Ten years ago this week the Airbus A380 made its first flight. Rob Edgcumbe takes a look at the way the programme has progressed in its first decade.
The arrival of new aircraft types in service is usually greeted with a lot of attention but, once they are in service, the level of attention falls rapidly. The result is that time can swiftly move by and the impression that a type is ‘new’ lingers when it is, in fact, well established. That ten years has passed since the A380 first flew is less of a surprise given that a considerable amount of time elapsed between its first flight and the type entering service in numbers. The well-reported problems with the wiring on the aircraft meant that while the flight testing progressed relatively smoothly, entry to service would be significantly delayed.
That said, the type is now operating with a variety of airlines and in substantial numbers. The presence of an A380 is still cause for comment at a number of locations but it is not the rarity it once was. Some airports are now stopping-off points for multiple A380s each and every day, from a number of operators, even if they do not have any based there. The significant number of aircraft operated by Emirates means that Dubai is packed with them, but there are plenty of destinations that Emirates serves that have got their first taste of A380 operations courtesy of the Dubai-based carrier.
The popularity of the A380 with Emirates has been the source of much discussion. It is often said that without Emirates, the A380 programme would be on shaky ground or possibly not viable at all. That does seem to avoid the issue of what other airlines would have done if Emirates hadn’t expanded so rapidly and eaten in to their market share, but even so, it is safe to say that A380 sales have not been as strong as Airbus had originally projected. The timing of the arrival of the type into service, coinciding with the collapse of the global economy, certainly didn’t help. However, the level of airline traffic has continued to grow steadily so that is clearly not the only contributory factor.
The truth regarding the type is far more complex and I suspect that plenty of people with a more substantial stake in the programme are puzzling over it at this point. Sadly, the discussion tends to be rather a binary one that is based on whether you want Airbus to succeed or want to see it fail. You can twist the story to suit your perspective either way. The “are you a Boeing or an Airbus person?” question is one that may seem a little strange to many of those with an interest in aviation, but it does cloud any sensible discussion about the aircraft. Certainly there is an expansion of long thin routes that can now be served by types like the 787 and the A350. Also, the 747 was used inefficiently for many years because it was the only type with the range even if it had more capacity than was necessary. Therefore, a straight replacement by the A380 was simply not going to happen.
There are major hubs with large passenger numbers that are slot-constrained and for which the optimal journey times are relatively fixed. These will be the areas on which the A380 is focused. Airport infrastructure constraints are gradually being resolved so the number of destinations that can be served is still expanding. As to the ridiculous comments about the ability of airports to handle the arrival of that many passengers at once, the assumption that they were previously serving a small number of people and were now struggling to cope with one large aircraft type is hard to fathom.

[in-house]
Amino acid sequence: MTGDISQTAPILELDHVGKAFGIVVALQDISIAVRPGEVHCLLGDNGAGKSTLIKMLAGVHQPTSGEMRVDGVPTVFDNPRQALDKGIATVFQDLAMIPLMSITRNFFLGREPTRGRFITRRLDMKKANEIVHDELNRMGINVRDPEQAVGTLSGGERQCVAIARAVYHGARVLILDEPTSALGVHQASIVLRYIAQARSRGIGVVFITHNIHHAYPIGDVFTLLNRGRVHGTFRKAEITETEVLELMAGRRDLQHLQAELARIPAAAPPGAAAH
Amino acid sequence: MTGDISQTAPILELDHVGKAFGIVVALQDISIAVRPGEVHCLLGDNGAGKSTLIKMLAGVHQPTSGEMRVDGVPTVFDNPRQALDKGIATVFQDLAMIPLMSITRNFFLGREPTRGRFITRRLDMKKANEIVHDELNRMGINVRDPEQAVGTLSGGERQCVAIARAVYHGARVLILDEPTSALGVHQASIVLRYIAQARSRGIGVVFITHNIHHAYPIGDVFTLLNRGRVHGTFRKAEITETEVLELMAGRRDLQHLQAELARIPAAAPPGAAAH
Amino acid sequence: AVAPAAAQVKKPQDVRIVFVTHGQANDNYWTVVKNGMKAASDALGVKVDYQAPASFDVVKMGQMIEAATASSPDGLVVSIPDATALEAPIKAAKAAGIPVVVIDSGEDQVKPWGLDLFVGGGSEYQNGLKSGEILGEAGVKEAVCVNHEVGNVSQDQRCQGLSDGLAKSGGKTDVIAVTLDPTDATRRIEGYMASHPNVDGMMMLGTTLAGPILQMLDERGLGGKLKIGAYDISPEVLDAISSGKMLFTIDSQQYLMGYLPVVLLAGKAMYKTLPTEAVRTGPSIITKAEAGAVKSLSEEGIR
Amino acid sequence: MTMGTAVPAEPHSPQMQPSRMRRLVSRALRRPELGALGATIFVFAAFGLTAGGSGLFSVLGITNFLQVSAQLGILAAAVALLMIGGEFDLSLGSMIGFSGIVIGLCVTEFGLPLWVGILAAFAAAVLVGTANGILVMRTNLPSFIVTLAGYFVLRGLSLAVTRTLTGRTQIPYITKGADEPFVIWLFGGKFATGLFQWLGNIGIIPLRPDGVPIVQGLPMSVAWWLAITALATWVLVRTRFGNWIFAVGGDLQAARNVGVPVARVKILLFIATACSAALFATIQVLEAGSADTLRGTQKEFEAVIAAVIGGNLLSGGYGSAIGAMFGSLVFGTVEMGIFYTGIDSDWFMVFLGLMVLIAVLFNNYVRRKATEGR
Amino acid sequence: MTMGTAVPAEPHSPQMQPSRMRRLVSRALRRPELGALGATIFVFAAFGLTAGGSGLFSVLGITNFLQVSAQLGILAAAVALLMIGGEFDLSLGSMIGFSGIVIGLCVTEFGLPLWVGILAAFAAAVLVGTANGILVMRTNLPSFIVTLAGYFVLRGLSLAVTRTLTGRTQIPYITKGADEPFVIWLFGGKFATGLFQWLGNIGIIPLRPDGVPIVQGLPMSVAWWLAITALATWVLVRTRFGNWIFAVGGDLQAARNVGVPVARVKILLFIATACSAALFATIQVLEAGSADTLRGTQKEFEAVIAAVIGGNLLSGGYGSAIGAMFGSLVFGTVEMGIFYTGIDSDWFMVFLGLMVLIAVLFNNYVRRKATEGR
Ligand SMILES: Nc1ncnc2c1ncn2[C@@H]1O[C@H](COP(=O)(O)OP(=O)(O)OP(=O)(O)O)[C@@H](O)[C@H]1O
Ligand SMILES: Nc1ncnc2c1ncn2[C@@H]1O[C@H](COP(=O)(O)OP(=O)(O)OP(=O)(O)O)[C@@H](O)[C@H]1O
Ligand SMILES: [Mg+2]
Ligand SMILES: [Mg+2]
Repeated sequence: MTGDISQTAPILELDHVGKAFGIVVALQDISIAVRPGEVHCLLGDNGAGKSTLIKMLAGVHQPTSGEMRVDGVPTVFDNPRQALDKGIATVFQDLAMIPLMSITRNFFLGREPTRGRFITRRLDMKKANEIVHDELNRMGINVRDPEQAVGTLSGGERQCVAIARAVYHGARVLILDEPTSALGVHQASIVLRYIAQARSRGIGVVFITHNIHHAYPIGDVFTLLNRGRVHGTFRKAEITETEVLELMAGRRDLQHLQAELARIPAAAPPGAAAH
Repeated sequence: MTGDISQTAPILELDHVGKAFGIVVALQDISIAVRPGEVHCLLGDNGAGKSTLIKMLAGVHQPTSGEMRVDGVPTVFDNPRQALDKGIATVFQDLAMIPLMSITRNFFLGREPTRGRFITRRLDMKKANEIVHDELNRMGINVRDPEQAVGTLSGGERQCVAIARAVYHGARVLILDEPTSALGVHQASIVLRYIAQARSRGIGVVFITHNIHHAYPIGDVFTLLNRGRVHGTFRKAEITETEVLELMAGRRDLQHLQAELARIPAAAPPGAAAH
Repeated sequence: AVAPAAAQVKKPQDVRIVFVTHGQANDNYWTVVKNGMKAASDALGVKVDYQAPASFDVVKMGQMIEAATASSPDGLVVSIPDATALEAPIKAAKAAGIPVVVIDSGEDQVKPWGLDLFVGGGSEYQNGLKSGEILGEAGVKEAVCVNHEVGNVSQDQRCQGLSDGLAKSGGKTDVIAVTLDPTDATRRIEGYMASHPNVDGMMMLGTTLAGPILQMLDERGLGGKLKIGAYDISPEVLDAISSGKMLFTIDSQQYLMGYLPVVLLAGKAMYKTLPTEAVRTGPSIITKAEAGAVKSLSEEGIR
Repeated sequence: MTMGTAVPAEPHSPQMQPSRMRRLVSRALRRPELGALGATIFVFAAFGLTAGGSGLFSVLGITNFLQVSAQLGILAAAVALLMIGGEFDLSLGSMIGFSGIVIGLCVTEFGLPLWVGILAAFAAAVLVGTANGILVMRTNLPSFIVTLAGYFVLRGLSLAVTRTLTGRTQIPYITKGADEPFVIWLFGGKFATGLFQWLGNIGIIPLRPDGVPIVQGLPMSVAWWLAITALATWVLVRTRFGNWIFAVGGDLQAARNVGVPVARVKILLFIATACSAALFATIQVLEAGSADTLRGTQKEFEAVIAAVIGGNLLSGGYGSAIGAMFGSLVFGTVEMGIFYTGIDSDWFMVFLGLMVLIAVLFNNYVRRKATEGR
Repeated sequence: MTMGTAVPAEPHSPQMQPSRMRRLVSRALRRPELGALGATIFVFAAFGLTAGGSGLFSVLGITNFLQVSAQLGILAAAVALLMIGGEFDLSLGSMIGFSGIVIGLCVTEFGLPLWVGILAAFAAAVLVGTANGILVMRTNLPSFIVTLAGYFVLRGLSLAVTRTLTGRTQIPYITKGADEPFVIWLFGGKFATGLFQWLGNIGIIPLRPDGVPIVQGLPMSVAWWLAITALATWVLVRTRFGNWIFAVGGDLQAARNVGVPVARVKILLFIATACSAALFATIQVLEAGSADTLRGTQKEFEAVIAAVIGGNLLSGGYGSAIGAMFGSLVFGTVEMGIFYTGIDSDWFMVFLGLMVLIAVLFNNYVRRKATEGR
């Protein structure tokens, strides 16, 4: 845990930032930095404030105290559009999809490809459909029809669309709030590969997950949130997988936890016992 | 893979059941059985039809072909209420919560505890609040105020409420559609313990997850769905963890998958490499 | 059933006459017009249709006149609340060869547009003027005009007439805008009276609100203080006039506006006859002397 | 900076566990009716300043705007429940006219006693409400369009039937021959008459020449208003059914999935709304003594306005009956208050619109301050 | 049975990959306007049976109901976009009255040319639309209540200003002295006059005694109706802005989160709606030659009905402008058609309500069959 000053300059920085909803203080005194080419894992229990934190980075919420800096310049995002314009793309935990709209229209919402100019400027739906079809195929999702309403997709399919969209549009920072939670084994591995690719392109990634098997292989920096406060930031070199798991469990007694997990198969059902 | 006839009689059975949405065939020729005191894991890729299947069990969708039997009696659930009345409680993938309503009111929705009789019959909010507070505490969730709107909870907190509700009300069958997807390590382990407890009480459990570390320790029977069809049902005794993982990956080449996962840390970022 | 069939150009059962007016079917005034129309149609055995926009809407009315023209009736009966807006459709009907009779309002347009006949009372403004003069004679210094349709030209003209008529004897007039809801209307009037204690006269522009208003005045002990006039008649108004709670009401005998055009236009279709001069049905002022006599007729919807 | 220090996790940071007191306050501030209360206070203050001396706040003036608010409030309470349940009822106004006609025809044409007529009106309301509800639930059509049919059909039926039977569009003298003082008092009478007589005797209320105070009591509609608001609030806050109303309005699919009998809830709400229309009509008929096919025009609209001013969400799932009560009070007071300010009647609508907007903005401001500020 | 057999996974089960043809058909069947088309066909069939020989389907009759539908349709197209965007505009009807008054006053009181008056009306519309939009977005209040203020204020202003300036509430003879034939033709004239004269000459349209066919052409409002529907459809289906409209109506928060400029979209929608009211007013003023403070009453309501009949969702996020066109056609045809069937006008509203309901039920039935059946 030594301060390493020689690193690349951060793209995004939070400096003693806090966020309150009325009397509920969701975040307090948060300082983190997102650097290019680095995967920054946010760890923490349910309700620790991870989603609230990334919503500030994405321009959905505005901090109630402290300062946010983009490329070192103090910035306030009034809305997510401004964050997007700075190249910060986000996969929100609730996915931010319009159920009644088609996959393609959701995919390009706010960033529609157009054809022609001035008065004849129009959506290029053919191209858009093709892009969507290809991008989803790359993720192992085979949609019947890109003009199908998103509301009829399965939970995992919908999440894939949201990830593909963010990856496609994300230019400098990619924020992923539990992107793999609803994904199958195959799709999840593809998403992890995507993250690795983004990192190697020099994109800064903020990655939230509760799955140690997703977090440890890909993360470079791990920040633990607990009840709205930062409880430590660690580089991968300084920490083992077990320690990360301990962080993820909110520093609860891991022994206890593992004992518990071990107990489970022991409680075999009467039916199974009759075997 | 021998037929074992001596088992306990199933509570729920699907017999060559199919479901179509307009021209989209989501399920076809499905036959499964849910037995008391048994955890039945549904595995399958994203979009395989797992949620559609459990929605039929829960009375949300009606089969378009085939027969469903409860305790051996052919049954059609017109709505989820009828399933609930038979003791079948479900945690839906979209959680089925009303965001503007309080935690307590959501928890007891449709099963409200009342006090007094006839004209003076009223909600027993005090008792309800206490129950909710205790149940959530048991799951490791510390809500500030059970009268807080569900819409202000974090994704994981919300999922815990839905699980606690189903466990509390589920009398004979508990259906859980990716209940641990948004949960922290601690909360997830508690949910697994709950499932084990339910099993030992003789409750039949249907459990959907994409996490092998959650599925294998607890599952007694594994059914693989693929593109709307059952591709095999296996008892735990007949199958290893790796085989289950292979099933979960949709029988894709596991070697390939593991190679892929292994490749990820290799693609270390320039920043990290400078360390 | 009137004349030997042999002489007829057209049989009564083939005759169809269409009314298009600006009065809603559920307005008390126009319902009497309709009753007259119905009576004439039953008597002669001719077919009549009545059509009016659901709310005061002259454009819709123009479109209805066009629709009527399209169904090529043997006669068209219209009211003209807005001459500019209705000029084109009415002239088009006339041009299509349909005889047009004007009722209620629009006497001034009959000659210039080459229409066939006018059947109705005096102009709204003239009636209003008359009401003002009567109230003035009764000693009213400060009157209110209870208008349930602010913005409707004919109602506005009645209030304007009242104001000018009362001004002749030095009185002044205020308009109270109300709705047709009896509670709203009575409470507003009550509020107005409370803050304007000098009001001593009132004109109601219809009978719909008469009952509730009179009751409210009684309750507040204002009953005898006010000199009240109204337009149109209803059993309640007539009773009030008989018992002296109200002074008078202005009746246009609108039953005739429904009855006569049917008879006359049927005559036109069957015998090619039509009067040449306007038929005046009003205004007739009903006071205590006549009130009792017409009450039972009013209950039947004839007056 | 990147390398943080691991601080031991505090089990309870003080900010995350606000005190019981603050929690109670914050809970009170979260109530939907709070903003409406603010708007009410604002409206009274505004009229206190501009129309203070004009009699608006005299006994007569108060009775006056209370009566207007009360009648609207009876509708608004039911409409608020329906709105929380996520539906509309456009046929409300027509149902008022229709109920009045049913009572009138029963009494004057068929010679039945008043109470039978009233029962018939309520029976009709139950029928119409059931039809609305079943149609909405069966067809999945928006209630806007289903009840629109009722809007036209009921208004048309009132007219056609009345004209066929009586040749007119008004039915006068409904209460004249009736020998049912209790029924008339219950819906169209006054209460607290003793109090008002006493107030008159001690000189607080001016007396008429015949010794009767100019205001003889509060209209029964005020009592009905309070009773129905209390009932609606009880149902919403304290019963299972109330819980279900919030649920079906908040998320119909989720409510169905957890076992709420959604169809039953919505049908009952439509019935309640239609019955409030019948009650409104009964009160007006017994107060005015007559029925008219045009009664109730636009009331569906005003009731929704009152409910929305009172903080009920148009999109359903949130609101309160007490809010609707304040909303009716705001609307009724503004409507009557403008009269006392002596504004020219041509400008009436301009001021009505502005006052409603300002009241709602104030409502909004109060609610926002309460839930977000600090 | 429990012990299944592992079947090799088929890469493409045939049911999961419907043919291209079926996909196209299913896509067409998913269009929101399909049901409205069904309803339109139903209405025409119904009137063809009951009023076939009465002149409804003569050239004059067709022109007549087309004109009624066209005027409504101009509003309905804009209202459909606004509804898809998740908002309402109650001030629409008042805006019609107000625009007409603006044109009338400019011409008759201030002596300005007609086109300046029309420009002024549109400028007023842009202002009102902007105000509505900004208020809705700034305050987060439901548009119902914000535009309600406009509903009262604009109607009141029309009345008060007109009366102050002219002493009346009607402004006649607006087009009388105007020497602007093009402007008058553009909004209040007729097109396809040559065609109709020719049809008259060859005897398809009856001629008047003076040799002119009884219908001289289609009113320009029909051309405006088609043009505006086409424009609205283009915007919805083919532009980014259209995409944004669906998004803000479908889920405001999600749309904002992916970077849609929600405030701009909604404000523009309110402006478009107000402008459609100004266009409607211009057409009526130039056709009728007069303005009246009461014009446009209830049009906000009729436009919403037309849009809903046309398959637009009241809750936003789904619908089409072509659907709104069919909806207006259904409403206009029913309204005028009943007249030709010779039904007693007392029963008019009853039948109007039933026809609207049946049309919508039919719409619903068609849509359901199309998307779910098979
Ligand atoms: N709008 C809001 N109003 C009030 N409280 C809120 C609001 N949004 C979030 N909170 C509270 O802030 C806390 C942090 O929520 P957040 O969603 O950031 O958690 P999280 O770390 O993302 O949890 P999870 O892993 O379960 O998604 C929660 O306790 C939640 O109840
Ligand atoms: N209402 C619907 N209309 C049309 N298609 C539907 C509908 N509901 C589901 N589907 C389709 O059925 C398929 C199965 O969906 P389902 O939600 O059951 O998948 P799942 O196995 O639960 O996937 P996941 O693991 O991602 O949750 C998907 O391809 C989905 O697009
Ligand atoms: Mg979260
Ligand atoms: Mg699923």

So, what is the future for the aircraft? Airbus is still struggling to produce the A380 at the rate that they would like to. Given the rate of orders, maybe that is not genuinely harmful, in that it spreads out their production horizon. They seem to have dealt with the majority of the teething issues experienced, such as door fatigue and cracking of some wing rib fittings. A big question lingers, however, over the secondary market for the aircraft, particularly if Emirates sticks with its current policy on aircraft life. This is an issue for all types though. While aircraft used to have a long life, it is now not uncommon to see them being broken for spares far earlier and when they are much younger.
Many recent types have already seen their first jets broken up when they became due for major checks, rather than the airline invest in them and return them to service. Perhaps there is a new dynamic at work in the airline business and the A380s will be used by a primary operator and most will then be withdrawn? Who knows at this point? Meanwhile, the largest operator of the type does not seem to be holding back from its interest in buying more so it obviously isn’t too concerned about what the future holds. It wouldn’t be a surprise though to see that in another ten years that the market has finally adapted to the A380 and that it becomes a solid section of the world’s airline fleet. The 747 really came into its own in with the arrival of the 400 series which was 20 years after the type first flew. The airline industry has a long development cycle and those who rush to snap judgements are often proved wrong.
In another ten years, we might have found out who was right and who was wrong. In the meantime, ten years and two days after it’s first flight – we say happy birthday, A380.